Sports column: Curing indigestion

By Jeff Feyerer

Call it blind optimism or just plain stupidity, but I’ve got a feeling about this NBA season.

Maybe it’s time to start making up my room at the mental institution, fully equipped with straitjacket and padded walls.

But a feeling in the pit of my stomach tells me the Eastern Conference team without a playoff appearance in six years will find a map and get back on the road to the postseason.

That’s right.

I’m talking about the Bulls.

After hearing that statement, you may be ready to cut out the crossword puzzle and throw the paper on the ground, thus discounting any memory of me writing the words, “Chicago Bulls.”

As much as I love to walk around campus on Wednesdays and see my face covered in footprints, hear me out.

After high expectations prior to the 2003 campaign, the Bulls stumbled out of the gate and were never able to recover. They suffered through injuries and blowout losses, giving fans indigestion.

But 2004 begins the second season under general manager John Paxson and the first full season with Scott Skiles at the helm.

They’ve had an opportunity to make changes after a dismal 2003, just not the same changes everyone expected.

With one of the youngest teams in the league, the Bulls were expected to add a few veterans via trades to give them the injection of leadership that was missing.

But the young got younger.

They put shoot first, shoot second guard Jamal Crawford on the next plane to the Big Apple.

When they were expected to make a trade for some experience in the draft, they took two players who left college early.

But there was something different about former college stars guard Ben Gordon and forward Luol Deng.

Just like there was something different about Paxson’s other first round draft choice as general manager, Kirk Hinrich.

While general manager Jerry Krause focused his restructuring of the Bulls around two teenagers, one of whom couldn’t score on the high school players seven inches shorter that guarded him, Paxson has drafted dedicated players who were winners and leaders during their time in college.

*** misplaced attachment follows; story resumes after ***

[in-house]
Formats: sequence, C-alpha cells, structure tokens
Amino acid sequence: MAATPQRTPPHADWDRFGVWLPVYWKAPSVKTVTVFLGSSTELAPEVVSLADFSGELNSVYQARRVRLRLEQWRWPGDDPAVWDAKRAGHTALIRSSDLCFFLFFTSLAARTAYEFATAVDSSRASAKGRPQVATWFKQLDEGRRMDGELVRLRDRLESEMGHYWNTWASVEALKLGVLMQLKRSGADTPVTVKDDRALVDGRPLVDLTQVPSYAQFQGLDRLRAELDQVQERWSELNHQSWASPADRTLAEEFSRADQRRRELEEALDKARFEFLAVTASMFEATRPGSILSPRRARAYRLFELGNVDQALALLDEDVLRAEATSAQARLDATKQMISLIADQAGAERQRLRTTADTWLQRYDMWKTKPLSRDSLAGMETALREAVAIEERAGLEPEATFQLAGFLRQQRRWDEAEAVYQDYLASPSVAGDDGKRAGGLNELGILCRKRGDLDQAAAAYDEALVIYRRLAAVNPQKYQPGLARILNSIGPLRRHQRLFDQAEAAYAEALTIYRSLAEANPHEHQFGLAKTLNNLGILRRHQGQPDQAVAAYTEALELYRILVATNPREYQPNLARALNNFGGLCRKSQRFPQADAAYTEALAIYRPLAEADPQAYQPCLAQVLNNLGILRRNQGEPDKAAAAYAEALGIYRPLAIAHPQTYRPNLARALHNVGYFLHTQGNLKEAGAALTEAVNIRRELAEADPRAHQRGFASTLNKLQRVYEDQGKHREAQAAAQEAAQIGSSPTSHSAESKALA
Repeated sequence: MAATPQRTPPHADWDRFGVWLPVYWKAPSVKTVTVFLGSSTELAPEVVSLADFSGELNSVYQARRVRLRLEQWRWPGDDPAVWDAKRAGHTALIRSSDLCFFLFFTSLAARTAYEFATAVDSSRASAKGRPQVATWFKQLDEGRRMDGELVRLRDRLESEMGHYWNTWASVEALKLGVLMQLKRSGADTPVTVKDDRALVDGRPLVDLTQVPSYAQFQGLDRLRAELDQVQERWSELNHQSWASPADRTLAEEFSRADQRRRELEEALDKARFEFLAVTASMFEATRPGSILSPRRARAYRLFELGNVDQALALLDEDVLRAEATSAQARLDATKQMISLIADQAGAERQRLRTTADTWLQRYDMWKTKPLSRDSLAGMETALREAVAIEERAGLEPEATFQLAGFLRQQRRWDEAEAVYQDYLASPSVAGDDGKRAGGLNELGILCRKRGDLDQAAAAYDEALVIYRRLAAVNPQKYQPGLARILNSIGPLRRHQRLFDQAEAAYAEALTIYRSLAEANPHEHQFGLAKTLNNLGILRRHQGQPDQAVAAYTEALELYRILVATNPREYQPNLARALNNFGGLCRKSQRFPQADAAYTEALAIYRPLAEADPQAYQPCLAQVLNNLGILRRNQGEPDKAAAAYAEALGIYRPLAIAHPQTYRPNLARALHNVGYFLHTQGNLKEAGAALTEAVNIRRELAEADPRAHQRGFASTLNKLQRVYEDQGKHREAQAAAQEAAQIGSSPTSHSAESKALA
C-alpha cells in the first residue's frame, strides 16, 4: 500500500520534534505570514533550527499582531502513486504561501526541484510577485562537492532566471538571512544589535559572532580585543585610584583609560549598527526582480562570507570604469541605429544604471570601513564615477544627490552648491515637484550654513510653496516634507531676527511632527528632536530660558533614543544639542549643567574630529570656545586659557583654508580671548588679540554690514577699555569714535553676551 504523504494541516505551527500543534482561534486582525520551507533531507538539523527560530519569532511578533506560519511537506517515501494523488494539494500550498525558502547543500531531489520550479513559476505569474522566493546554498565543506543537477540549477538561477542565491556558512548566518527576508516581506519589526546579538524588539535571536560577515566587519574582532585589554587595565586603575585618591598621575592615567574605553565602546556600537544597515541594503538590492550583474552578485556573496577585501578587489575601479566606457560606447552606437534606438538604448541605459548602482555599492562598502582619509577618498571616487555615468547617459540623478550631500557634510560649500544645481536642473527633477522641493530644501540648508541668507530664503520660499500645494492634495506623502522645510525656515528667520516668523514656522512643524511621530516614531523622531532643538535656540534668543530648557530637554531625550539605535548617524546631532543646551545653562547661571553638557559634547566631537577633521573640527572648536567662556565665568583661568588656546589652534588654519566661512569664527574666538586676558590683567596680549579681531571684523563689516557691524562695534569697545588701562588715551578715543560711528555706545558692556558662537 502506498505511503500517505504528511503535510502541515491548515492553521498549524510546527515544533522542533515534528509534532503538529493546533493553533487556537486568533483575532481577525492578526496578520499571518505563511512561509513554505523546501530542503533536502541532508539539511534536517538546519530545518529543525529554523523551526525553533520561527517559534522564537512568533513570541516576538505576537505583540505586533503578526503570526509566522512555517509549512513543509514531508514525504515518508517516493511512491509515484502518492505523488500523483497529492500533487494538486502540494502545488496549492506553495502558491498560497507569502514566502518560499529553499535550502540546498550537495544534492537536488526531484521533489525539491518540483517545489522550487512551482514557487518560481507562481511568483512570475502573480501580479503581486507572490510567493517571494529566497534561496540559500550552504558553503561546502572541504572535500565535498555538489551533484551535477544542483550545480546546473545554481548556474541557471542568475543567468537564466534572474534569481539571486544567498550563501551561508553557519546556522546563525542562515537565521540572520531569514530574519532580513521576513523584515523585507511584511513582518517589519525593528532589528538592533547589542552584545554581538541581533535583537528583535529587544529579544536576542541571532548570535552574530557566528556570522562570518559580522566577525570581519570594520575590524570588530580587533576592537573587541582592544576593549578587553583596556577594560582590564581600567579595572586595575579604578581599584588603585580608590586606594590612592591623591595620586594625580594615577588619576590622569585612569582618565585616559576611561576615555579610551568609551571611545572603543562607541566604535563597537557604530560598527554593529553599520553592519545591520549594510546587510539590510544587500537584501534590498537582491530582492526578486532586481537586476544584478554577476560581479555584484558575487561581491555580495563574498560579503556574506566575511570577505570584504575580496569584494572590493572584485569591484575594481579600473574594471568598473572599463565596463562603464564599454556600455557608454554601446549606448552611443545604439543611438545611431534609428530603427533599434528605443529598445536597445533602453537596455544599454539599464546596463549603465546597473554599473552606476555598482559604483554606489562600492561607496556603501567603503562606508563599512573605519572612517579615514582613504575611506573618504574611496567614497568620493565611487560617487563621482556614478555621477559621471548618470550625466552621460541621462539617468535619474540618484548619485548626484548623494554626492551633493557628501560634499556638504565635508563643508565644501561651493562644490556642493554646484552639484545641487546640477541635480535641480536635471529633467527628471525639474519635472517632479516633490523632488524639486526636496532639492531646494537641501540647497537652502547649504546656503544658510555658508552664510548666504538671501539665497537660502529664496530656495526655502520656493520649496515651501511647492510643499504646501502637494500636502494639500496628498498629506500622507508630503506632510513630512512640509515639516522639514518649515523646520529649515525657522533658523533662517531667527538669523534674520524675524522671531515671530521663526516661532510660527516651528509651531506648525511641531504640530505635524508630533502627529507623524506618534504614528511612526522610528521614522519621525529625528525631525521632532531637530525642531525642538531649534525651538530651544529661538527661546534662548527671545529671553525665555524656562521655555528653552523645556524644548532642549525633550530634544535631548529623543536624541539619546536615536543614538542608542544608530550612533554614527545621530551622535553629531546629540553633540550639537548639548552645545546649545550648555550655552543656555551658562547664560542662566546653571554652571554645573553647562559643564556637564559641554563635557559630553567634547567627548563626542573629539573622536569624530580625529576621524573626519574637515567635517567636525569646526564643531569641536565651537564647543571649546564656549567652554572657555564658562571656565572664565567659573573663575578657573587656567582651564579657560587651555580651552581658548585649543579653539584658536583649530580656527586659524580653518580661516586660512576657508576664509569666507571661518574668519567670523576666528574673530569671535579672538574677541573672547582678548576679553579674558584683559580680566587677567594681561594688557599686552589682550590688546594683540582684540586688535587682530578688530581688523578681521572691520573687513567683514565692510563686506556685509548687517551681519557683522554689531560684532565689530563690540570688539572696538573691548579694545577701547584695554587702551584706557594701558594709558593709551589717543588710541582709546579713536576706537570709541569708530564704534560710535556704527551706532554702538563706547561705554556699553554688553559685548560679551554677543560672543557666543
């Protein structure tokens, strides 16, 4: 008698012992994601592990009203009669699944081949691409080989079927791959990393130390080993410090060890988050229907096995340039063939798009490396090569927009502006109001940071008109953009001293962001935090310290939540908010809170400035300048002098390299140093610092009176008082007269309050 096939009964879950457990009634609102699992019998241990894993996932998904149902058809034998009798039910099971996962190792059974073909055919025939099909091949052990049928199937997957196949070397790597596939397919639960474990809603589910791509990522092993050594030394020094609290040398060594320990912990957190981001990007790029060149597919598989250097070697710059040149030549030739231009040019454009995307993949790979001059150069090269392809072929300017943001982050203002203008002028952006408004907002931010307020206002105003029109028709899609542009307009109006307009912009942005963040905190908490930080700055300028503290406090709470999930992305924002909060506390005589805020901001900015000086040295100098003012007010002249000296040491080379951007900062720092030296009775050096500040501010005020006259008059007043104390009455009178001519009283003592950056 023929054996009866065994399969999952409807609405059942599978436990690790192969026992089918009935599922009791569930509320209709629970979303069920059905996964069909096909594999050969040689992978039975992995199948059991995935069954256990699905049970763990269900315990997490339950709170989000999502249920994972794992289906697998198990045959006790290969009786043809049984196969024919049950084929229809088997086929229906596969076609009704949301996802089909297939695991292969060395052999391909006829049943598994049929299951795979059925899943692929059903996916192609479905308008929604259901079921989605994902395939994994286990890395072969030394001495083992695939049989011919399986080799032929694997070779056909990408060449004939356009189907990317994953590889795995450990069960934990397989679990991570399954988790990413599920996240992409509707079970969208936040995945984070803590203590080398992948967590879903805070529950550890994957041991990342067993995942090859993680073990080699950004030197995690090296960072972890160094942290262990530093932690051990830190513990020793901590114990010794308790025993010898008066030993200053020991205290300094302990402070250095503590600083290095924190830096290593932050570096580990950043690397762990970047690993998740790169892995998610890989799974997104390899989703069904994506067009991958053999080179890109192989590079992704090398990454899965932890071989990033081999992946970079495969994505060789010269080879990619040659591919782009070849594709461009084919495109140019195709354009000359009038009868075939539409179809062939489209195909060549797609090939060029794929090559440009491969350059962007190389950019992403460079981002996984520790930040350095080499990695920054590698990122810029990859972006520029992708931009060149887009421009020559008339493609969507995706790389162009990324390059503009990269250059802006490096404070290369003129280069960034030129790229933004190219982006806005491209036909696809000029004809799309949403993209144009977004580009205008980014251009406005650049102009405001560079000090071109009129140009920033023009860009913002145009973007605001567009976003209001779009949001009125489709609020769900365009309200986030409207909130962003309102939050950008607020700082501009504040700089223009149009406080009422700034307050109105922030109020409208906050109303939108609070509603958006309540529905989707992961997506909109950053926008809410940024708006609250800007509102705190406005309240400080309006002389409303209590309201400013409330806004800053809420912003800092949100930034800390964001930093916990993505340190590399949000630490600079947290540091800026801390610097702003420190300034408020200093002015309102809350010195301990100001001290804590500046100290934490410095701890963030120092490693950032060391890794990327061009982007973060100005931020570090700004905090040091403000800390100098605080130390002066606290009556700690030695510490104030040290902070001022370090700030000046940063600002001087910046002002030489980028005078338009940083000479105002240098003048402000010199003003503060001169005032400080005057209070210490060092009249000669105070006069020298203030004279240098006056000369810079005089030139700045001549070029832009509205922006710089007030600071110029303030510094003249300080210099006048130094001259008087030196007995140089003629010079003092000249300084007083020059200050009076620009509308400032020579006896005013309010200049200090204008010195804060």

Paxson’s additions weren’t limited to the first round.

In the second round, Paxson brought aboard former Duke point guard Chris Duhon. He also signed through free agency the 25-year-old forward Andres Nocioni, who came to the States after leading Argentina to the gold medal in the 2004 Olympics.

It’s clear Paxson and Skiles aren’t simply attempting to increase the skill level, but also to alter the mindset of the team.

For the last six years, the Bulls have seen nothing but darkness, something Paxson knows nothing about after his time in the spotlight next to Michael Jordan.

These aren’t the same Bulls we’ve seen in the past, despite what their 3-5 record in the preseason indicated.

It’s clear prognosticators aren’t expecting much from the Bulls, but why should they?

Just when you think they’re turning the corner, Elton Brand gets traded, or Jay Williams gets in a motorcycle accident, or Jalen Rose starts crying like a baby.

Whatever the circumstance, the basketball gods have not smiled upon the Bulls for six years.

What will it take to change the mindset of Chicago basketball fans and increase the viewing audience to include people not named Jeff Feyerer?

They are a much better team talent-wise and with another one of Jerry Krause’s mistakes, Eddie Robinson, being shown the door, the Bulls just need Tyson Chandler and Eddy Curry to finally step to the forefront and show they are the hard-working leaders Chicago loves.

It took fellow high-school-to-the-pros hoopsters Tracy McGrady and Jermaine O’Neal four and five years respectively to have their breakout seasons.

Does that mean this is the year for the Twin Towers to realize their true potential?

If not, they won’t be re-signed by Paxson next season, and the Bulls will continue to watch the playoffs from their couches.

Do the changes this offseason mean the Bulls’ past fortunes are reversed?

If not, my new favorite drink come April will be Pepto-Bismol.

Jeff Feyerer is a senior in ALS. He can be reached at [email protected]